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've written two functions in a file commit_hooks.py that I want to run before any commit is made persistent, but I can't figure out how to write my hgrc to detect them.

The function headers are:

def precommit_bad_merge(ui, repo, parent1=None, parent2=None, **kwargs):
...

def precommit_bad_branching(ui, repo, **kwargs):
...

I've tried using this "guide", but the documentation is too "man pagey" for me. The following is an outcast which doesn't work.

[hooks]
precommit = ..\..\mno2\commit_hooks.py

Update! Rewriting the hook line to:

precommit = D:\environments\next\mno2\commit_hooks.py

make Mercurial detect the precommit hook, but it always exits with status 1 for some reason.

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-1 for failing the first point in How to Ask. –  Geoffrey Zheng Oct 4 '10 at 19:04
    
Except for Linux man pages, the documentation regarding Mercurial hooks has been lacking to say the least. In hindsight I should have been able to figure it out myself just by reading the guide, but the lack of examples left me puzzled. –  MdaG Oct 7 '10 at 12:55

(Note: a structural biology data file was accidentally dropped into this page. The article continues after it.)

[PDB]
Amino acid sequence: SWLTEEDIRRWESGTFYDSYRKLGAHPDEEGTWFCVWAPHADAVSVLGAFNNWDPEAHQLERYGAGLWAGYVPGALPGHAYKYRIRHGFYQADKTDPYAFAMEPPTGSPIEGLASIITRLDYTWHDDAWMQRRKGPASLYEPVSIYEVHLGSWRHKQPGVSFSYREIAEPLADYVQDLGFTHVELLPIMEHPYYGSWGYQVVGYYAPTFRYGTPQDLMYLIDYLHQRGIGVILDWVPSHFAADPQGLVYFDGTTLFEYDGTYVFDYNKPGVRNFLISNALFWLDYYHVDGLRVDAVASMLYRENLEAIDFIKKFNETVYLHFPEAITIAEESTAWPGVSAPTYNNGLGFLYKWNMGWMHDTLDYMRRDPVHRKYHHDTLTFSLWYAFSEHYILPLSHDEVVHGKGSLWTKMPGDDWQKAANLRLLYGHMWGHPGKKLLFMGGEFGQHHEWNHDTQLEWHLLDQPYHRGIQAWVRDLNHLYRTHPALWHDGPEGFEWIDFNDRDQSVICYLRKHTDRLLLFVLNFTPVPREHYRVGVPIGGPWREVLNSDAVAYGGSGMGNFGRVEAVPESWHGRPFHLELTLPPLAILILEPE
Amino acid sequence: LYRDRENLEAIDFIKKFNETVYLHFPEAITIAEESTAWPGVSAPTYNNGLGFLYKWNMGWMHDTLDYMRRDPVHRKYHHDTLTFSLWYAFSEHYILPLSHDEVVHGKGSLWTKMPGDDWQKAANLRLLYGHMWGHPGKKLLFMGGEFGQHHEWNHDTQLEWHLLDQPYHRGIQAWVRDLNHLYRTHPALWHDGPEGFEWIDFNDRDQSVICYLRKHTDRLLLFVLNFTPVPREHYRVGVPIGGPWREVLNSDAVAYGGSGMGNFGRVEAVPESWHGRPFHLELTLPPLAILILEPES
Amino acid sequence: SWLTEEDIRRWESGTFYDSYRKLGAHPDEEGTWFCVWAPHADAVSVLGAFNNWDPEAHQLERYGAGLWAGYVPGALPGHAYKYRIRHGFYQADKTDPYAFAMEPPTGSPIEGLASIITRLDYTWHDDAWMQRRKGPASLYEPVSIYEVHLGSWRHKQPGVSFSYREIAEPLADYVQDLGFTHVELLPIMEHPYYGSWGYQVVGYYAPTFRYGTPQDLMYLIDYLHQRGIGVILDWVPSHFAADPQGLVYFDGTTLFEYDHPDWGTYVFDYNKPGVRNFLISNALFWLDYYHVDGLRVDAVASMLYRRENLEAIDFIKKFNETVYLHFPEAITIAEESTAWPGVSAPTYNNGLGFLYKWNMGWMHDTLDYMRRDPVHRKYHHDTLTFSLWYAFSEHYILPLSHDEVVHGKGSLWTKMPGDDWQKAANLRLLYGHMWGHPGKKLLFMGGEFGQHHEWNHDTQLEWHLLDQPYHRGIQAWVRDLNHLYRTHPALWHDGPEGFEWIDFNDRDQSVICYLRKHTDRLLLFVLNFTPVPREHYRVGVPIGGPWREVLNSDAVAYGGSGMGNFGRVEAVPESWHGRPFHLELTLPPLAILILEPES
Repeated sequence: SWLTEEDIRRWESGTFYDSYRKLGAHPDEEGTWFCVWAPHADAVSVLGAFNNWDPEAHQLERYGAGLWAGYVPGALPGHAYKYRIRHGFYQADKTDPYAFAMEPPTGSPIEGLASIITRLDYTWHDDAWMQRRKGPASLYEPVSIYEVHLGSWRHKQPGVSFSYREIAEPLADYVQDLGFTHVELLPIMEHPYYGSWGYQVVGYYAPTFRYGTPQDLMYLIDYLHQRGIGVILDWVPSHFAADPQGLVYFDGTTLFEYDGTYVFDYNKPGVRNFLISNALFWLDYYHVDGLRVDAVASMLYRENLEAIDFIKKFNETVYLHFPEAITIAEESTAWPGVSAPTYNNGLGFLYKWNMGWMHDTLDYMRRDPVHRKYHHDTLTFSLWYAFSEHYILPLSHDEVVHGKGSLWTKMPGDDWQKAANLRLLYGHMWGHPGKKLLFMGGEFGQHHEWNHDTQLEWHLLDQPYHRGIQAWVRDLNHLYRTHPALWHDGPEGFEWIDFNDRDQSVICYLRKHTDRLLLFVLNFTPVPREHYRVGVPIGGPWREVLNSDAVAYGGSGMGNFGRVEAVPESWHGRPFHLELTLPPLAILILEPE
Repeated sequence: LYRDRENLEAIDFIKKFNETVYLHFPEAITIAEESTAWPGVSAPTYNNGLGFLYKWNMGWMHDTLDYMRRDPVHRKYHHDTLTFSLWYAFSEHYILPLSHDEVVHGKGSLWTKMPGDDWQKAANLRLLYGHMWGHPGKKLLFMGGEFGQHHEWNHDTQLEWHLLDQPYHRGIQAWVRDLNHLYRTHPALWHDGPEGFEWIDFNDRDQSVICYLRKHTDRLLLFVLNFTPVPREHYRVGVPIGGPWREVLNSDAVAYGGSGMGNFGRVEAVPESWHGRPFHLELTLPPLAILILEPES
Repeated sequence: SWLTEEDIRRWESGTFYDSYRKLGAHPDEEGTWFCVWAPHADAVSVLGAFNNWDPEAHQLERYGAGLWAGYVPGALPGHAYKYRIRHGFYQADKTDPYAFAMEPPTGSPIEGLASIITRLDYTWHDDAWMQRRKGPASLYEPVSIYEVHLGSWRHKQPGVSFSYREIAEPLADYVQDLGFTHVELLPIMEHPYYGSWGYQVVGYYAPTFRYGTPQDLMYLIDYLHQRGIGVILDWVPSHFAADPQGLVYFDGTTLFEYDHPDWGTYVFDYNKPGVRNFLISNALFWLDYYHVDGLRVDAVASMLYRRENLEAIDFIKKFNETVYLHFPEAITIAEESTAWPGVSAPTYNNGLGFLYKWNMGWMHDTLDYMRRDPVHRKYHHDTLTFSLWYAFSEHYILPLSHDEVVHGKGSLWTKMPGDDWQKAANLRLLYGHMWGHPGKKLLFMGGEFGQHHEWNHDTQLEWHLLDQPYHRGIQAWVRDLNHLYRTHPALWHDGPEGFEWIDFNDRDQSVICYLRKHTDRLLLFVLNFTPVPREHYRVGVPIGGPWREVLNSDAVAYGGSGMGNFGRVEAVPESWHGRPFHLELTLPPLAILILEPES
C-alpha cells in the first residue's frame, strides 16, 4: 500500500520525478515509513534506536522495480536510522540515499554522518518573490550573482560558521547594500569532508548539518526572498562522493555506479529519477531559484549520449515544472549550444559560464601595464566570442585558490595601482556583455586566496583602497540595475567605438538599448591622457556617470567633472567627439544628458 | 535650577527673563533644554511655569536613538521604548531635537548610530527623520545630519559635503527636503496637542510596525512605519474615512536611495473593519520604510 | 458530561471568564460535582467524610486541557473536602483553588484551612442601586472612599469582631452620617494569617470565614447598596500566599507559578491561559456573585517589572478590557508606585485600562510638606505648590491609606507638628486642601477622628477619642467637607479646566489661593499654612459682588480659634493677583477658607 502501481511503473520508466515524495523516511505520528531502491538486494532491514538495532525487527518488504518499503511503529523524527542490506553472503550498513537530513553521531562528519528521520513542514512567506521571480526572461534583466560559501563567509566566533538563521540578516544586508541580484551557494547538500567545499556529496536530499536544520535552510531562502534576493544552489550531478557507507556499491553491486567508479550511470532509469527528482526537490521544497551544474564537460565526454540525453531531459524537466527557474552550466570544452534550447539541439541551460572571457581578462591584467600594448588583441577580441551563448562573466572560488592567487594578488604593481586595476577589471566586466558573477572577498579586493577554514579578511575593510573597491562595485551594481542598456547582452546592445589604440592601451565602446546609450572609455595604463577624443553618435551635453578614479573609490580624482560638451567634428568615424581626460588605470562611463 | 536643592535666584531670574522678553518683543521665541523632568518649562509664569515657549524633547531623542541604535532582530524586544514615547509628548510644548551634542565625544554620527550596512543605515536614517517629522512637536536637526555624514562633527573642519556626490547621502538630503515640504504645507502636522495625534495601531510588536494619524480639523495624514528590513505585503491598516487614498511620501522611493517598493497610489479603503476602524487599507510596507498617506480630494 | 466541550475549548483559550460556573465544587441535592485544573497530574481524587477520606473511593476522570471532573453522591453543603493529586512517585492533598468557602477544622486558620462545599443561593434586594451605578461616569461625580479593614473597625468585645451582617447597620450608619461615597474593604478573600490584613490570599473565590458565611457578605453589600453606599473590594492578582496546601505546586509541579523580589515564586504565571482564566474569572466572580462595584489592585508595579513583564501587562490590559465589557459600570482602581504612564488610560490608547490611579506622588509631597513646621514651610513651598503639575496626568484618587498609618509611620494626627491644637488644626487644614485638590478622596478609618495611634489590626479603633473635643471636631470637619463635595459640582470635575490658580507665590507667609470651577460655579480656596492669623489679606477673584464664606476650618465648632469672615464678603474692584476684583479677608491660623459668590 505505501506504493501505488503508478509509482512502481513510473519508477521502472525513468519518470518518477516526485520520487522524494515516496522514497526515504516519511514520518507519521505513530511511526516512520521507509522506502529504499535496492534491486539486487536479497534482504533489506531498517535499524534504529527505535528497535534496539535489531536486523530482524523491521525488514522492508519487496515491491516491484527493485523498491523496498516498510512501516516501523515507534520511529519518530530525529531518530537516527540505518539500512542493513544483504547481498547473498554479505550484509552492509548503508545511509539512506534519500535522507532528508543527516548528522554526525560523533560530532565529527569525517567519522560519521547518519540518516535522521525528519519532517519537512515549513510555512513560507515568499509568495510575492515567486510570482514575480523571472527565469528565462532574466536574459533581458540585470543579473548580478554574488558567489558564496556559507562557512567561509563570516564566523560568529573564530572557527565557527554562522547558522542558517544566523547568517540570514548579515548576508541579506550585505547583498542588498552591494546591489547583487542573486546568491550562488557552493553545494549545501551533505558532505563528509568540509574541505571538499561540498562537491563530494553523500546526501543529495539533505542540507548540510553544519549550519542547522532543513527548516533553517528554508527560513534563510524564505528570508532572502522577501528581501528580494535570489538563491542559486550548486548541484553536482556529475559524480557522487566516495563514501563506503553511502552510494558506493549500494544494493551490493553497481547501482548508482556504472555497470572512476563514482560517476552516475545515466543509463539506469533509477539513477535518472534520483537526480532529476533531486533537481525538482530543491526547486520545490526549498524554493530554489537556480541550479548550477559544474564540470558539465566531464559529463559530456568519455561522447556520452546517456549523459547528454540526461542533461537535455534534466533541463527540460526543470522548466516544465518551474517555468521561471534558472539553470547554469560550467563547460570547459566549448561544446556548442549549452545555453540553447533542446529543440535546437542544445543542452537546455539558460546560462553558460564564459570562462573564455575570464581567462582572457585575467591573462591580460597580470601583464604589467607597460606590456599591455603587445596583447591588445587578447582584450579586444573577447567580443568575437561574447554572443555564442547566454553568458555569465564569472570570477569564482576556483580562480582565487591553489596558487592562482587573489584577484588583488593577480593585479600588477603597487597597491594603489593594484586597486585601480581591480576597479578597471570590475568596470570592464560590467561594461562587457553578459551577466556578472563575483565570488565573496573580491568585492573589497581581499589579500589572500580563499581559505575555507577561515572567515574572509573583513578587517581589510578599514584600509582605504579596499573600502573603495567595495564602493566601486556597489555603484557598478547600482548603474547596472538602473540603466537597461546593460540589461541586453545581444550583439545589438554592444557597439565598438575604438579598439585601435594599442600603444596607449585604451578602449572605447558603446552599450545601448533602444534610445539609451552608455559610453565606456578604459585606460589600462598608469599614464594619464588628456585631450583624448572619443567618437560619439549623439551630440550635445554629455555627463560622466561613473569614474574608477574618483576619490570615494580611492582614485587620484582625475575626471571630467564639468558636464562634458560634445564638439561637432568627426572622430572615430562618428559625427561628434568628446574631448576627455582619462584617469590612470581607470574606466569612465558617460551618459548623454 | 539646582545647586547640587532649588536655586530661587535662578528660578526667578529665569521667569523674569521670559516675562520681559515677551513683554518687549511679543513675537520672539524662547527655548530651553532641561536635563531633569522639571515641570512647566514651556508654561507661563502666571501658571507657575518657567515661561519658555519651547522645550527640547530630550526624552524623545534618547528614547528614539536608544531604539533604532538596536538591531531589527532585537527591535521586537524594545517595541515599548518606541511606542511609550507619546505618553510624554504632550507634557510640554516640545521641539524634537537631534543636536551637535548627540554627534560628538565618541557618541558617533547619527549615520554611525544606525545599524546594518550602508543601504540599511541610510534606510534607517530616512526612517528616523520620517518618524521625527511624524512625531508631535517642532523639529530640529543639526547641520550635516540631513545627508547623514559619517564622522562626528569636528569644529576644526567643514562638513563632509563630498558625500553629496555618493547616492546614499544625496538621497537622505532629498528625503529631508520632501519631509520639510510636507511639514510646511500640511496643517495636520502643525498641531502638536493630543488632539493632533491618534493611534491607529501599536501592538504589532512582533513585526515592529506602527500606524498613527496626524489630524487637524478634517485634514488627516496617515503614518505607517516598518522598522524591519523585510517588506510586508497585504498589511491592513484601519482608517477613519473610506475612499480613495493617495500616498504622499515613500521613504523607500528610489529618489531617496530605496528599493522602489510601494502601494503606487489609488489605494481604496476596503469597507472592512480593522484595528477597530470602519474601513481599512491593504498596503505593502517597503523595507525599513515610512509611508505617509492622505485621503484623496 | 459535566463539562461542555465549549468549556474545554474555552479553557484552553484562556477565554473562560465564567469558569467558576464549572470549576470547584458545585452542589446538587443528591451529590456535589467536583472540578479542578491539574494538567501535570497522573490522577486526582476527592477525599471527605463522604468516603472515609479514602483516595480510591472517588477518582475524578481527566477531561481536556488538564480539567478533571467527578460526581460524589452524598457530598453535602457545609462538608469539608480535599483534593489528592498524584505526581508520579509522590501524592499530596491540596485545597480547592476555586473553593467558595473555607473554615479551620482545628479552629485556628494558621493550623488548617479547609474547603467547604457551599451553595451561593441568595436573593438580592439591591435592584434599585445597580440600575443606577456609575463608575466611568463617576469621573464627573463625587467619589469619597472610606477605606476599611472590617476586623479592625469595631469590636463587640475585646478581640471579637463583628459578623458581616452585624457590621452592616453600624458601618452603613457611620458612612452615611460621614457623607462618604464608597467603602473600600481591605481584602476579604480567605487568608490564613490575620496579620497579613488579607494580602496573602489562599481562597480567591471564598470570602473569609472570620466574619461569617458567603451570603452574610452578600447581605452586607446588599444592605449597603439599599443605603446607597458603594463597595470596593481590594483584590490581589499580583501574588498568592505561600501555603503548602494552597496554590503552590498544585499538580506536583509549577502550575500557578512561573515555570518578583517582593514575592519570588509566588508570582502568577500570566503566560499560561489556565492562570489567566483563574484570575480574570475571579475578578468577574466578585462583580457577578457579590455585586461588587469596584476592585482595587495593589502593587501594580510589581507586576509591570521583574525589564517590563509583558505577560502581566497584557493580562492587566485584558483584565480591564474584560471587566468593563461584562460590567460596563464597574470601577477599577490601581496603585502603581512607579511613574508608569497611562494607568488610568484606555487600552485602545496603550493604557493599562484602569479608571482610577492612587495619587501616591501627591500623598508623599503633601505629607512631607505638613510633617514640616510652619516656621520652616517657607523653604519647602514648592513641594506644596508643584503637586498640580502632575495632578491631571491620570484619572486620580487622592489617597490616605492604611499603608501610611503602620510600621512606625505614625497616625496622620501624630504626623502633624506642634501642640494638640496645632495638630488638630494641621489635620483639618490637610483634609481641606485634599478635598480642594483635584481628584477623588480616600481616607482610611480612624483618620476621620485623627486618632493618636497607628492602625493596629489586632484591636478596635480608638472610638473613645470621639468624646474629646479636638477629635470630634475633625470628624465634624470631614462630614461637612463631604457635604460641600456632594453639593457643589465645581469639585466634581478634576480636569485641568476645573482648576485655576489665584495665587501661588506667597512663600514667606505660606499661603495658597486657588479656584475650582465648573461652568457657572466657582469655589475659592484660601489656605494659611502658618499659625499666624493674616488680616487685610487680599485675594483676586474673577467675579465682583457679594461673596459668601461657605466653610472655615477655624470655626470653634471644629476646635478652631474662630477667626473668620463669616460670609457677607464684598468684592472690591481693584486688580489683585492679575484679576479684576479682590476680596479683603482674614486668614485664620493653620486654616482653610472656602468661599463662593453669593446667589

2 Answers 2

up vote 2 down vote accepted

Set up your [hooks] section like this:

[hooks]
precommit.foo = python:D:\environments\next\mno2\commit_hooks.py:precommit_bad_merge
precommit.bar = python:D:\environments\next\mno2\commit_hooks.py:precommit_bad_branching

The syntax for the precommit line that you used is for external hooks, so it was treating your python file as a self-contained script (which I'm assuming it's not since you're using the function signatures for in-process hooks).

You may need to have the python executable in your path (I do).

For more information, see the definitive guide's section on in-process hooks; there's some useful information hidden in the comments.

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Thank you that worked great! :-) It doesn't work in Eclipse though MercurialEclipse plugin (I just get access denied), but that's another problem, probably due to Eclipse workspace being on my local computer and the source code is on a remote server. –  MdaG Oct 4 '10 at 7:57

The "man pagey" documentation has a section on python hook syntax:

The syntax for Python hooks is as follows:

hookname = python:modulename.submodule.callable
hookname = python:/path/to/python/module.py:callable

Python hooks are run within the Mercurial process. Each hook is called with at least three keyword arguments: a ui object (keyword ui), a repository object (keyword repo), and a hooktype keyword that tells what kind of hook is used. Arguments listed as environment variables above are passed as keyword arguments, with no HG_ prefix, and names in lower case.

If a Python hook returns a "true" value or raises an exception, this is treated as a failure.

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